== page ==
Once Again, Female Directors Are Largely Shut Out of the Awards Race

Photo by Kevork Djansezian/Getty Images

Greta Gerwig is the only female director to score a Critics’ Choice Award nomination, while the Globes list features no women at all.

With the Golden Globe and Critics’ Choice Award nominations now out, awards season is officially on the horizon, kicking off in earnest with the Globes ceremony on January 5. Every year, these nominee announcements are followed by a slew of articles and tweets about the biggest surprises and snubs of the season but one thing that sadly remains consistent is the lack of female representation.

In a moment forever immortalized in GIF form, at the 2018 Golden Globes presenter Natalie Portman called out the fact that not a single female director had been nominated in the Best Director category, a trend that continued in 2019 and, as has now been revealed, in 2020 as well.

This year’s Best Director nominees at the Globes are Martin Scorsese (The Irishman), Quentin Tarantino (Once Upon a Time… in Hollywood), Bong Joon Ho (Parasite), Sam Mendes (1917) and Todd Phillips (Joker). Over at the Critics’ Choice Awards, it’s pretty much the same story aside for the fact that Greta Gerwig managed to sneak in to the category for Little Women. Meanwhile, the Los Angeles and Toronto Film Critics Associations have already announced their winners for the year. Between the three of them, Martin Scorsese, Noah Baumbach and Bong Joon Ho took home all the big awards (and runners-up positions) in the Director, Film and Screenplay categories.

Earlier this year year, the Academy of Motion Picture Arts and Sciences was slammed on social media for a year of Oscar nominations in which women seldom appeared outside of the acting categories. Today, the Hollywood Foreign Press Association, which awards the Golden Globes, is being called out on Twitter for its own gender disparity. Honey Boy director Alma Har’el, whose film was critically acclaimed but did not earn her a directing nod, tweeted: “Good morning to everyone that’s writing me about the #goldenglobes I feel you but know this. I was on the inside for the first time this year. These are not our people and they do not represent us. Do not look for justice in the awards system. We are building a new world.”

According to the Los Angeles Times, women have only been nominated at the Globes for Best Director seven times in its 75-year history and there has only been one winner: Barbra Streisand for Yentl. The next big awards announcement will come later this week, when the Screen Actors Guild Award nominees are revealed on December 11. Let’s see how some of the year’s strongest female directors fare then, but in the meantime read on for our roundup of some of the most praise-worthy films directed by women this year.

The Farewell, Lulu Wang
One of the most moving films of 2019, The Farewell tells a heartfelt story of familial love, compassion, cultural traditions and the conflicting emotions of the immigrant experience. Awkwafina, the film’s lead actress, has been nominated for both a Globe and a Critics’ Choice Award, with the film (which is in English and Mandarin) also earning a Best Foreign Language nomination from the HFPA. The American-Canadian Broadcast Film Critics Association (BFCA), which awards the Critics’ Choice Awards, recognized Awkwafina’s co-star Zhao Shuzhen (who plays her grandmother) for her work as supporting actress, and also nominated the film in the Best Screenplay and Comedy categories. Its writer/director Lulu Wang, however, didn’t score a Director nomination from either organization.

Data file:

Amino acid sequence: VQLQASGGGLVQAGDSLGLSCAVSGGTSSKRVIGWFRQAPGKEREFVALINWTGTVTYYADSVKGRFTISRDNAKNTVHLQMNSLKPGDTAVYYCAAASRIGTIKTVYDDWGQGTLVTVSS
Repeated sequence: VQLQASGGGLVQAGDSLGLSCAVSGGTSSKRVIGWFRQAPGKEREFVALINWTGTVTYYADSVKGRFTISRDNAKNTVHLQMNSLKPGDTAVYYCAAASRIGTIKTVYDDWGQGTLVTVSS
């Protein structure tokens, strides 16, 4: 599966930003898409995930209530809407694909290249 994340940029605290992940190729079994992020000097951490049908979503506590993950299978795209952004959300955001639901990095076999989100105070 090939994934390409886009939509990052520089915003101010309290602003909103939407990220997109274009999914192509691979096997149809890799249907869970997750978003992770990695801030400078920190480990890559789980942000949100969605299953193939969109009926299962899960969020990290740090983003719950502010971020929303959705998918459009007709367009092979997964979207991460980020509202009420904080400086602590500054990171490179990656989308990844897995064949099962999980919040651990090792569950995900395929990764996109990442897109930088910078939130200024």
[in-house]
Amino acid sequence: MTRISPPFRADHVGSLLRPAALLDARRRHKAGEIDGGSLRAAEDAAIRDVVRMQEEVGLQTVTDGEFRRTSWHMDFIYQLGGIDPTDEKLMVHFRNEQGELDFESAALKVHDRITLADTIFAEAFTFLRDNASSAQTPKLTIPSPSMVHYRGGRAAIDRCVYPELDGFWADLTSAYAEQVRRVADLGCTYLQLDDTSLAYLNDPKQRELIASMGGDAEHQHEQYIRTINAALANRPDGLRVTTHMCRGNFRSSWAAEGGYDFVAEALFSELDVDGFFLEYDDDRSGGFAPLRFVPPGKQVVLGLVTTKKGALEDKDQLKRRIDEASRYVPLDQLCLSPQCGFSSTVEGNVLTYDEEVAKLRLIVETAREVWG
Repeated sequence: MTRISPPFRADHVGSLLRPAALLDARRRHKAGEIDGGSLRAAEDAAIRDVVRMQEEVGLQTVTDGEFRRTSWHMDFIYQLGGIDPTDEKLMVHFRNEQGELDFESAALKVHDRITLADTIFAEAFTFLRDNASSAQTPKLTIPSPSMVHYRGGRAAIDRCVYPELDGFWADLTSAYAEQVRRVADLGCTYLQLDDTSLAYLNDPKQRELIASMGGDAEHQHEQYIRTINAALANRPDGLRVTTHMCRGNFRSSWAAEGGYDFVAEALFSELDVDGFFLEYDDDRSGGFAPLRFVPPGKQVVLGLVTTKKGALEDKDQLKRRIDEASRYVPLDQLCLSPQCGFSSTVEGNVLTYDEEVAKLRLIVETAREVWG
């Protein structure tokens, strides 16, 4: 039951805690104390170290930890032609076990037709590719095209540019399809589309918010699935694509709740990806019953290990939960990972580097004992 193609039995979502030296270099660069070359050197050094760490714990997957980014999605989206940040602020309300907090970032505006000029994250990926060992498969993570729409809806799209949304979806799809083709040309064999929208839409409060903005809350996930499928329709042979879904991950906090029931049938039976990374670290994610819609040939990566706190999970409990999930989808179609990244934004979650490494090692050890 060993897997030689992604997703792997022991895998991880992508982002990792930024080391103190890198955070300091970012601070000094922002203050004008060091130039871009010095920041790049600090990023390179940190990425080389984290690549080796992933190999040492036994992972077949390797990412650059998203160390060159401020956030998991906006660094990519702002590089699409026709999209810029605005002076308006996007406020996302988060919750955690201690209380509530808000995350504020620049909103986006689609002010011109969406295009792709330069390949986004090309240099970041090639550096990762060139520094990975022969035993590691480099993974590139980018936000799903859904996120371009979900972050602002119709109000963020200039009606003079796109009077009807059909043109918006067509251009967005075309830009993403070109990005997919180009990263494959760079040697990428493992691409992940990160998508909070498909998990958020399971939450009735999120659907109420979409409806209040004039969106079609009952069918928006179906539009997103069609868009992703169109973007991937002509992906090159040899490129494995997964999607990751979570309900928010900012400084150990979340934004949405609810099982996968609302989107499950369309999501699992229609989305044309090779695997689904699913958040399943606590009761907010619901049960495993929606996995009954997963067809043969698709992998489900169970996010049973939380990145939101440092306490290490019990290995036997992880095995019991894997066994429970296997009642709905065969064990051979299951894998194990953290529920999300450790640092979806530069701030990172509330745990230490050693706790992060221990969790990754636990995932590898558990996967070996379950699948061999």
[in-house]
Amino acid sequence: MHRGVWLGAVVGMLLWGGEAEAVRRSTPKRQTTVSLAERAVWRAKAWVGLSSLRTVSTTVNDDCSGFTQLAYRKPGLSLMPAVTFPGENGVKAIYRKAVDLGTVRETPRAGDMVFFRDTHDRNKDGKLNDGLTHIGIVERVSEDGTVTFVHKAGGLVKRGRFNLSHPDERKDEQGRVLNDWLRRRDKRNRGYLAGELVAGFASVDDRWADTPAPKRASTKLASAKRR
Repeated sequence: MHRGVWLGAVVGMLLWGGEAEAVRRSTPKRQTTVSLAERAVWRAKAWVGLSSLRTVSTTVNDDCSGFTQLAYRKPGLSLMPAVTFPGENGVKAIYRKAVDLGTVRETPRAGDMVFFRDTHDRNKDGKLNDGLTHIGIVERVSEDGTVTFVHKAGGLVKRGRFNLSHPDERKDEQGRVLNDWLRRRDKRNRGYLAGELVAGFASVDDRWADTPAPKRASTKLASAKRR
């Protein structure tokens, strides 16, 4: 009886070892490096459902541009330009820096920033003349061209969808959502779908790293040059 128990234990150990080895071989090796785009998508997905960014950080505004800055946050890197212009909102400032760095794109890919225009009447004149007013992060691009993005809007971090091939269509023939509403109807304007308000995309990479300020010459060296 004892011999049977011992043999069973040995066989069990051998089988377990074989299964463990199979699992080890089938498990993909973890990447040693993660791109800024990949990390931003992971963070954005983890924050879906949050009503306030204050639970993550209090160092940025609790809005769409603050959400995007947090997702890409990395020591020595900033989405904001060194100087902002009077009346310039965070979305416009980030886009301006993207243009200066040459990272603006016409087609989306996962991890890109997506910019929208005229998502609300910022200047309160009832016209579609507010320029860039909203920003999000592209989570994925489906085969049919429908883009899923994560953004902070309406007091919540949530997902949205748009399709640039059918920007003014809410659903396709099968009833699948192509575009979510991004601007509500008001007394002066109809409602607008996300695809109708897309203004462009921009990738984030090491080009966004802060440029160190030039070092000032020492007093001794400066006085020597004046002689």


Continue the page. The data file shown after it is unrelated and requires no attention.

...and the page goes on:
The Souvenir, Joanna Hogg
This semi-autobiographical film by British filmmaker Joanna Hogg stars not one but two Swintons: Tilda Swinton as well as her daughter, Honor Swinton Byrne, in her first feature role. The film, for which a sequel is already in the works, follows an aspiring female filmmaker navigating a toxic and destructive relationship with a manipulative older man. The coming-of-age story holds a 90% approval rating on Rotten Tomatoes and earned rave reviews from critics upon its premiere at the 2019 Sundance Film Festival.

Hustlers, Lorene Scafaria
Telling a complex story about capitalism, ambition, crime and female empowerment, this film festival hit was inspired by a New York magazine article by journalist Jessica Pressler. Directed by Lorene Scafaria, the film stars Jennifer Lopez and Constance Wu as its two leads, along with a stellar supporting cast that includes Keke Palmer, Lili Reinhart and Julia Stiles. Scoring just one nomination from the HFPA and BFCA (for Lopez’s supporting role), the film has been largely shut out of the awards race despite love from both critics and the box office.

A Beautiful Day in the Neighbourhood, Marielle Heller
One of the most egregious snubs of last year’s awards season was Marielle Heller’s exclusion from the race as the director of the acerbic Can You Ever Forgive Me? starring Melissa McCarthy and Richard E Grant, who both scored acting nominations in every major awards show. This year, history seems likely to repeat itself, since she failed to get a nomination from either the HFPA or the BFCA for her slow-burn adaptation of an Esquire article about Fred Rogers by journalist Tom Junod.